Why Rewild? Retool Garden During Pandemic to Be Ecofriendly

Support Wildlife During Mentally Challenging Times and Help your Garden Grow and Bloom

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source: rewild

The hard stop on all activity during the pandemic has been a perfect example of how human activity takes a toll and pollutes Mother Earth. Forecasters predicted the number of homes lacking garden access would skyrocket to one million between 1995 and 2020. COVID turned things around by generating a newfound passion and wild curiosity in nature and gardening, with the outdoors becoming the mental health solution for those in refuge from lockdown. 

According to Home How, between 2018 and 2020, the number of people building sheds has increased by 134%, investments in garden bars have more than doubled, and swimming pool construction has increased by 323%, all a testament that we as a human species naturally turn to the outdoors during difficult times.

This revived passion for the great outdoors leads us to explore an inspired new trend: rewilding. As a form of ecological restoration, rewilding lets nature run its course, allowing wildlife and plants to thrive without human influence or interruption. It sounds complicated to those without a green thumb, but below are a few simple tools to rewild at home and create an eco-friendly space no matter where you live: 

1) Leave the leaves

Piles of leaves look messy and tend to be tidied up during Autumn months, but for many creatures, fallen leaves offer food and shelter — especially for hedgehogs. The hedgehog population has been in steep decline for several decades, with numbers decreasing to 1 million from 30 million in the 1950s in certain areas. Instead of raking leaves during colder months, leaving the leaves where they fall is a great way to save vulnerable wildlife species. 

2) Water is the way 

Adding any form of water to your garden is the solution for rewilding your outdoor space. This could be as simple as a birdbath. A bog or wetland will encourage a variety of species to populate your garden, including birds, amphibians, aquatic insects and water voles. Ponds are a beautiful addition to any garden and can attract wildlife when plant life is integrated to mimic a natural environment. 

3) Flourishing flower boxes 

Whether your outdoor space is a garden in the countryside or a balcony overlooking a cityscape, flower boxes and hanging baskets are an ideal method of rewilding your environment, without overwhelming available space. Add vibrant color to your surroundings with a mixture of native wildflowers and pollinator plants for insects and birds, increasing biodiversity in your area.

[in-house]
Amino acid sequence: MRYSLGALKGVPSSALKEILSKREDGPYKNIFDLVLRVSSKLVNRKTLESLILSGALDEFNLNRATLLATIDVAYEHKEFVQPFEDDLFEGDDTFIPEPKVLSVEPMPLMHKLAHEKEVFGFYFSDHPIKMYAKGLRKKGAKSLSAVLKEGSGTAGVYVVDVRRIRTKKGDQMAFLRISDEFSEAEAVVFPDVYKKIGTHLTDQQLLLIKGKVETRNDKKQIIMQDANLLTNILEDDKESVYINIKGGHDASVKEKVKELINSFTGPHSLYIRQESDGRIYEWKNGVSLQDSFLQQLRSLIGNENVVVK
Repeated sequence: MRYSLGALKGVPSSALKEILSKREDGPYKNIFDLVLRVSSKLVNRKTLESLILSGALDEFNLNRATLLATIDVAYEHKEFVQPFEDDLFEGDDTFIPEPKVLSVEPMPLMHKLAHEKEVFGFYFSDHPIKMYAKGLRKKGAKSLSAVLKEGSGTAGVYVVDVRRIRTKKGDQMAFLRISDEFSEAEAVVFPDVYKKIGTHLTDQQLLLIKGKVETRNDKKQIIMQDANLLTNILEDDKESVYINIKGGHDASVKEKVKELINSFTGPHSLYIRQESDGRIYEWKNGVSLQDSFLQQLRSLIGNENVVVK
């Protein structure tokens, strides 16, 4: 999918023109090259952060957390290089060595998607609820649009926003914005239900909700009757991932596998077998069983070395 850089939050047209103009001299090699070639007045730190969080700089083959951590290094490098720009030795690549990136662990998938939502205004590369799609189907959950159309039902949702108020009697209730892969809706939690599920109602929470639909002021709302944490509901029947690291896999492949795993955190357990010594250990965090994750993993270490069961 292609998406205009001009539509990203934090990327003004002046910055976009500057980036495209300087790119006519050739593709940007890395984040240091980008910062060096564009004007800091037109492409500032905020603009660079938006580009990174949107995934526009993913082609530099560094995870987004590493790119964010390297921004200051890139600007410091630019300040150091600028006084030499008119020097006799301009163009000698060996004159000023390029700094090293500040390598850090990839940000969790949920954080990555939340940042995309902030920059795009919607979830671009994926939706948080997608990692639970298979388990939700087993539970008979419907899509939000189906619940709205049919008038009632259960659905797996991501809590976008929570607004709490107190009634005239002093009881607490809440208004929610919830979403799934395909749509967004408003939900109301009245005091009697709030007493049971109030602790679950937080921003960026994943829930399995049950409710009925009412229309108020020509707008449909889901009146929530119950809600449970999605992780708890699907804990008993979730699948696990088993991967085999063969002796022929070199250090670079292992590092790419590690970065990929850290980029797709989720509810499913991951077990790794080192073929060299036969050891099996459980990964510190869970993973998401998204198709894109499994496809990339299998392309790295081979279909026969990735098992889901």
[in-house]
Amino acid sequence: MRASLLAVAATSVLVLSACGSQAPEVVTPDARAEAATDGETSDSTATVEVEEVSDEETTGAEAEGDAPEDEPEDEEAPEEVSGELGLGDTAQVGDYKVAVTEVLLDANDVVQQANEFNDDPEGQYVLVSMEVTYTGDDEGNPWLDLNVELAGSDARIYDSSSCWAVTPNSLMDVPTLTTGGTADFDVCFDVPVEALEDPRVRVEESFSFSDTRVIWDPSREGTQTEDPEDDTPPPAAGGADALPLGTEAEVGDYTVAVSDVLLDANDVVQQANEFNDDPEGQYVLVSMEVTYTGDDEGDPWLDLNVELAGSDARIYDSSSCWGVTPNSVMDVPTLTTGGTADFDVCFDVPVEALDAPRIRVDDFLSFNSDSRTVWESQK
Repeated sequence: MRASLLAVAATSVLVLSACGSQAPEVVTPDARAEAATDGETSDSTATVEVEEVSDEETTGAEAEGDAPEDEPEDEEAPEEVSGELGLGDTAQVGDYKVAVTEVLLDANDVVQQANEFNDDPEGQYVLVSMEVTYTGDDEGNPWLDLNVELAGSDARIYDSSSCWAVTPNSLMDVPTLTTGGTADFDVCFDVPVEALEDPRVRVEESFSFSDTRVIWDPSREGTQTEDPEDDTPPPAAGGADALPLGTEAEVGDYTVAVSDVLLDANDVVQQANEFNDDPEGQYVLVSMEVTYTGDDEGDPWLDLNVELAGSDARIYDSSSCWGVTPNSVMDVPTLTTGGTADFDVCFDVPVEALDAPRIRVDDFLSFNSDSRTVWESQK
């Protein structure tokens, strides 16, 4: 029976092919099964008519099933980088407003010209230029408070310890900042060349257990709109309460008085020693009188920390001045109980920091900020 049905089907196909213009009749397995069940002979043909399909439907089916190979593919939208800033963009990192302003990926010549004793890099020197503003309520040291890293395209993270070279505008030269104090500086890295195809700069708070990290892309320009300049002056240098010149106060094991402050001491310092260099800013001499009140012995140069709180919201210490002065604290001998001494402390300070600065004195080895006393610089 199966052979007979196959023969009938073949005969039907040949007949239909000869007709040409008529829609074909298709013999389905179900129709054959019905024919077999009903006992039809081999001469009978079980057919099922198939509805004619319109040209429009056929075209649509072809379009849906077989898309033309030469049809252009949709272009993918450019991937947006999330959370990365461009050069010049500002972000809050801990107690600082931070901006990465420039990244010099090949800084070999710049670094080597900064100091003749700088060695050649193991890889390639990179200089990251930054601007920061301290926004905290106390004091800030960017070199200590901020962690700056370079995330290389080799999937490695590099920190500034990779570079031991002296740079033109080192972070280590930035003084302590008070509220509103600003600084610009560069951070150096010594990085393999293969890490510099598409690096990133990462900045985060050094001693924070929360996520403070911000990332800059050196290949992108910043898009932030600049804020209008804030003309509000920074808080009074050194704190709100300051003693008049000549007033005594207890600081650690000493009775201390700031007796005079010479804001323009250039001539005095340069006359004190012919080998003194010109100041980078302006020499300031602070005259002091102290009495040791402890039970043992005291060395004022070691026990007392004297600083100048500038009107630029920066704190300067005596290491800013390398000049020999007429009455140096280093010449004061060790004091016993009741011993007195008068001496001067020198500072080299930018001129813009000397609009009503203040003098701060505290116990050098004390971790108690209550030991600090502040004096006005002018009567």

4) Bookings for bugs

Calum Maddock, a gardening expert at www.homehow.co.uk says that ‘a cost-effective and space-saving way to help restore the ecosystem in your local area is to build bug hotels.’ Insects, especially bees and butterflies, play a crucial role in pollination, a key process in the continuation of most plant species and food production. Bee populations are rapidly declining due to habitat loss, pollution, and the use of pesticides. Bug hotels are a simple way to protect insects. Even in urban areas with few natural outdoor spaces, rooftop beekeeping has become a popular way to make cities more eco-friendly. Also, the honey they produce can be used in local cafes and restaurants. 

5) Banquets for the birds

Like flower boxes and bug hotels, bird feeders encourage birds into your garden no matter where you live. A wide selection of foods such as seed, dried fruit, and nuts will entice a range of native bird species into your garden. Bird feeders come in different sizes and are designed to suit all environments. As a surprising benefit, birds pollinate plants and help to control garden weeds. By eating seeds of garden weeds, birds prevent them from sprouting, reducing the need for harmful chemicals to wildlife, plants and pets.

6) Connect with your community

Starting a conversation with your neighbors in your local community about rewilding and what could be done on a larger scale to allow nature to thrive is as important as what you do on an individual level. Small steps like creating corridors for wildlife through gardens and sharing responsibility of providing food and shelter for species help rewild local areas. 

Rewilding on a larger scale has more long-term benefits than just seeing an influx of birds and insects in your garden alone. Calum Maddock explains that ‘rewilding is an activity for both adults and children in all communities and has the potential to reduce the impact of climate change for future generations.’ A wider variety and increased number of plants nationally would reduce the amount of CO2 in the atmosphere, stimulating a reduction in the number of deaths related to air pollution. 

During the pandemic, many have actively increased time in outdoor spaces, and over the past year, there has been a rise in demand for properties with gardens. Studies also show that lockdown, and time away from nature in general, has a negative impact on mental health. As well as benefiting the natural world and the physical health of many living in areas with poor air quality, gardening and rewilding is a proven way of improving mental health. Rewilding is the way forward to a better world to live in, and a better way of living.